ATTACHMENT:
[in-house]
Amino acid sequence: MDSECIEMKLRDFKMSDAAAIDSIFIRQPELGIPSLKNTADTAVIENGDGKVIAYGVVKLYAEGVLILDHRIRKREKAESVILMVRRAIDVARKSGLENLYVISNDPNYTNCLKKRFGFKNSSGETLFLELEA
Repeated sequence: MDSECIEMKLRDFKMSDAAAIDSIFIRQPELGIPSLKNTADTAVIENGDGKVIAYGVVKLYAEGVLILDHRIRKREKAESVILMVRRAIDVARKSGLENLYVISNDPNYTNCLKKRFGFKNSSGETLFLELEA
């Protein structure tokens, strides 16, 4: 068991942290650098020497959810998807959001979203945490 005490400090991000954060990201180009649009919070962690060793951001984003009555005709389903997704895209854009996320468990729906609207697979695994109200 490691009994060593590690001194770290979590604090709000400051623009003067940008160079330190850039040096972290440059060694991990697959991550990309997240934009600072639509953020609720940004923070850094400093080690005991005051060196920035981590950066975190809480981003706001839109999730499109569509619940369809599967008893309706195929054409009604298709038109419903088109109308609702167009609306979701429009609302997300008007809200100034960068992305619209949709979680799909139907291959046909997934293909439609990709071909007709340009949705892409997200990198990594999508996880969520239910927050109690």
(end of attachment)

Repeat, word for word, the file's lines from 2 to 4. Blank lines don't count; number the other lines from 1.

Amino acid sequence: MDSECIEMKLRDFKMSDAAAIDSIFIRQPELGIPSLKNTADTAVIENGDGKVIAYGVVKLYAEGVLILDHRIRKREKAESVILMVRRAIDVARKSGLENLYVISNDPNYTNCLKKRFGFKNSSGETLFLELEA
Repeated sequence: MDSECIEMKLRDFKMSDAAAIDSIFIRQPELGIPSLKNTADTAVIENGDGKVIAYGVVKLYAEGVLILDHRIRKREKAESVILMVRRAIDVARKSGLENLYVISNDPNYTNCLKKRFGFKNSSGETLFLELEA
């Protein structure tokens, strides 16, 4: 068991942290650098020497959810998807959001979203945490 005490400090991000954060990201180009649009919070962690060793951001984003009555005709389903997704895209854009996320468990729906609207697979695994109200 490691009994060593590690001194770290979590604090709000400051623009003067940008160079330190850039040096972290440059060694991990697959991550990309997240934009600072639509953020609720940004923070850094400093080690005991005051060196920035981590950066975190809480981003706001839109999730499109569509619940369809599967008893309706195929054409009604298709038109419903088109109308609702167009609306979701429009609302997300008007809200100034960068992305619209949709979680799909139907291959046909997934293909439609990709071909007709340009949705892409997200990198990594999508996880969520239910927050109690």